|Welcome to the butterflies of Romania!|
Through this section of my website, I would like to promote knowledge about the Romanian butterflies and their habitats.
With time, I aim to provide images to all butterfly species occuring in Romania and I hope that my efforts (through my research and this website) will improve the knowledge on their distribution, conservation status, ecology and genetic diversity. I invite you to explore the country's fascinating butterfly fauna and to learn more about it.
Romania - general data
With an area of 238 391 km˛ Romania is the 12th largest country in Europe (e.g. comparable in size with the United Kingdom). Romania lies in the south-eastern part of Central Europe, at the interference of the central European and Balkanic regions. The country is crossed by the Carpathians and displays a good balance of plains, hills and mountains (about a third of each). Its geographic position determines multiple biogeographic influences that make Romania the only state in the European Union having five biogeographic regions: continental, steppic, alpine, pannonian and pontic (Black Sea). Thus, considering its area and general climate (which is temperate-continental), the country has high levels of biodiversity.
The relief of Romania comprises a well-balanced proportion of plains, hills and mountains. This determines a high diversity of habitats supporting good levels of biodiversity. The main subdivisions of the Romanian Carpathains are indicated. I will sometimes refer to them when talking about the general distribution of certain species.
Until 2006, when the latest addenda and corrigenda (Rákosy & Goia 2007) to the Catalogue of Romanian Lepidoptera (Rákosy et al. 2003) has been published, at least 4008 species of Lepidoptera were considered to occur in the country. This number has certainly increased during the last years and it is probably getting close to 4050 or 4100 species. Among these, 182 species represent butterflies with confirmed occurence. Other 10 to 20 have doubtful or very old records and require further studies. Synthesis works regarding the butterflies of Romania were published by Niculescu (1961, 1963, 1965, all in Romanian) and by Székely (2008, in Romanian & English) (see references at the bottom of the page). All in all, Romania´s butterfly fauna is still quite poorly known both in terms of species composition and (especially) distribution of populations.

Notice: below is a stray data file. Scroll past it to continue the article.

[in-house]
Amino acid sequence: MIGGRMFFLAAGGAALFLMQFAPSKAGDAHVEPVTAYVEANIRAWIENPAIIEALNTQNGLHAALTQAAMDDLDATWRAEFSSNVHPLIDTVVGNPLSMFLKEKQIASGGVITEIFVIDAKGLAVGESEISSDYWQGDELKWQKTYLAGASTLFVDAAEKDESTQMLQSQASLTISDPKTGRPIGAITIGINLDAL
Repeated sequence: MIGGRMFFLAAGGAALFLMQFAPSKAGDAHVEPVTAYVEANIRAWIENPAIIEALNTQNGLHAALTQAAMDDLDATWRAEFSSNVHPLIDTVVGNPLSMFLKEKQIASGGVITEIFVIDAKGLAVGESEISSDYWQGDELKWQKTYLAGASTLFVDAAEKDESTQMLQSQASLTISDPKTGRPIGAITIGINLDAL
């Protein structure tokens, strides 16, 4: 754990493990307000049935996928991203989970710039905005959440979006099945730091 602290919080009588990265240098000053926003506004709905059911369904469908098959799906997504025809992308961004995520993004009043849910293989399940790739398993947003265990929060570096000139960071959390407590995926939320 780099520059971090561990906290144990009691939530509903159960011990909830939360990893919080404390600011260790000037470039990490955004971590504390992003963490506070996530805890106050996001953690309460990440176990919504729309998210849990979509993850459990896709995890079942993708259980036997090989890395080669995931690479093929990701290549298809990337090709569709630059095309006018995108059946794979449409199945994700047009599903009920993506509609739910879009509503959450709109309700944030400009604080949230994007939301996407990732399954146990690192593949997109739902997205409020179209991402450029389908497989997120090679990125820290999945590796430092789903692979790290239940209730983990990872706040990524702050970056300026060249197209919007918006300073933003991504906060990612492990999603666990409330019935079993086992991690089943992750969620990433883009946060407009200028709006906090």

While Romania is fairly rich in butterfly species, an even more important feature of the country´s butterfly fauna (and not only) is the still high number of well preserved habitats hosting numerous taxa of great conservation value. For example, Romania is one of the very few European countries where all species of Phengaris (Maculinea) occur, and in some places all of them can be found over an area of only 2-3 square kilometers! Besides relief and biogeographic influences, another important factor is behind Romania´s generally high biodiversity: traditional land management. This usually involves moderate grazing, manual mowing (with a scythe) and a, generally speaking, traditional (low intensity) agriculture. These practices allowed the maintenance of a mozaic of habitats that represent a haven for numerous species, including many butterflies. Below I have tried to illustrate a minute fraction of the country´s good quality nature. More images of relevant habitats can be found visiting the webpage of each butterfly species, that I will try to improve over time and enrich with new photographs.